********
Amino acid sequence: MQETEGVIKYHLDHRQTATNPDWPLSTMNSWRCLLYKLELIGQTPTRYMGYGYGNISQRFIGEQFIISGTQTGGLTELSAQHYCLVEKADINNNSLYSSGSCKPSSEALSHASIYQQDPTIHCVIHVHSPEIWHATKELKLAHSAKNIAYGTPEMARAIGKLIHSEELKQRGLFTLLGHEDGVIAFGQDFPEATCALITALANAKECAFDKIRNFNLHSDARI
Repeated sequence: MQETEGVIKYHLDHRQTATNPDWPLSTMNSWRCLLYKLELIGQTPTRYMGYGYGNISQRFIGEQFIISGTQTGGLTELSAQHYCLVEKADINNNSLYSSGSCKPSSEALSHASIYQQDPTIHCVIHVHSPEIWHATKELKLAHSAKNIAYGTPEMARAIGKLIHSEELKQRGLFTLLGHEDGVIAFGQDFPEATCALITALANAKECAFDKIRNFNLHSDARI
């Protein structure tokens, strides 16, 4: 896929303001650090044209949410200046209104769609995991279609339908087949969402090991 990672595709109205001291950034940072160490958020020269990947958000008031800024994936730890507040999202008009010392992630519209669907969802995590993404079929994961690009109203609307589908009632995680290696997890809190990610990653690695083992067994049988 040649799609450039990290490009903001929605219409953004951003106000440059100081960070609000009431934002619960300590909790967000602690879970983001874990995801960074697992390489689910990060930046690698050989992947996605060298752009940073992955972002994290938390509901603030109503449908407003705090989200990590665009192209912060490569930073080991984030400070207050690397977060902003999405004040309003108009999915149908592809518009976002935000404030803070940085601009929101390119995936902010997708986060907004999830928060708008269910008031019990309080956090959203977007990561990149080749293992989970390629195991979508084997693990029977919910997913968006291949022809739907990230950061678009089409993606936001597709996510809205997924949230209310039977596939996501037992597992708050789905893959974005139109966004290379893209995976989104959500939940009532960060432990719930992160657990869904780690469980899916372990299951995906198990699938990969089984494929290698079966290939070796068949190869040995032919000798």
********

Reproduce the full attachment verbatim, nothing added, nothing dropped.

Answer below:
Amino acid sequence: MQETEGVIKYHLDHRQTATNPDWPLSTMNSWRCLLYKLELIGQTPTRYMGYGYGNISQRFIGEQFIISGTQTGGLTELSAQHYCLVEKADINNNSLYSSGSCKPSSEALSHASIYQQDPTIHCVIHVHSPEIWHATKELKLAHSAKNIAYGTPEMARAIGKLIHSEELKQRGLFTLLGHEDGVIAFGQDFPEATCALITALANAKECAFDKIRNFNLHSDARI
Repeated sequence: MQETEGVIKYHLDHRQTATNPDWPLSTMNSWRCLLYKLELIGQTPTRYMGYGYGNISQRFIGEQFIISGTQTGGLTELSAQHYCLVEKADINNNSLYSSGSCKPSSEALSHASIYQQDPTIHCVIHVHSPEIWHATKELKLAHSAKNIAYGTPEMARAIGKLIHSEELKQRGLFTLLGHEDGVIAFGQDFPEATCALITALANAKECAFDKIRNFNLHSDARI
């Protein structure tokens, strides 16, 4: 896929303001650090044209949410200046209104769609995991279609339908087949969402090991 990672595709109205001291950034940072160490958020020269990947958000008031800024994936730890507040999202008009010392992630519209669907969802995590993404079929994961690009109203609307589908009632995680290696997890809190990610990653690695083992067994049988 040649799609450039990290490009903001929605219409953004951003106000440059100081960070609000009431934002619960300590909790967000602690879970983001874990995801960074697992390489689910990060930046690698050989992947996605060298752009940073992955972002994290938390509901603030109503449908407003705090989200990590665009192209912060490569930073080991984030400070207050690397977060902003999405004040309003108009999915149908592809518009976002935000404030803070940085601009929101390119995936902010997708986060907004999830928060708008269910008031019990309080956090959203977007990561990149080749293992989970390629195991979508084997693990029977919910997913968006291949022809739907990230950061678009089409993606936001597709996510809205997924949230209310039977596939996501037992597992708050789905893959974005139109966004290379893209995976989104959500939940009532960060432990719930992160657990869904780690469980899916372990299951995906198990699938990969089984494929290698079966290939070796068949190869040995032919000798």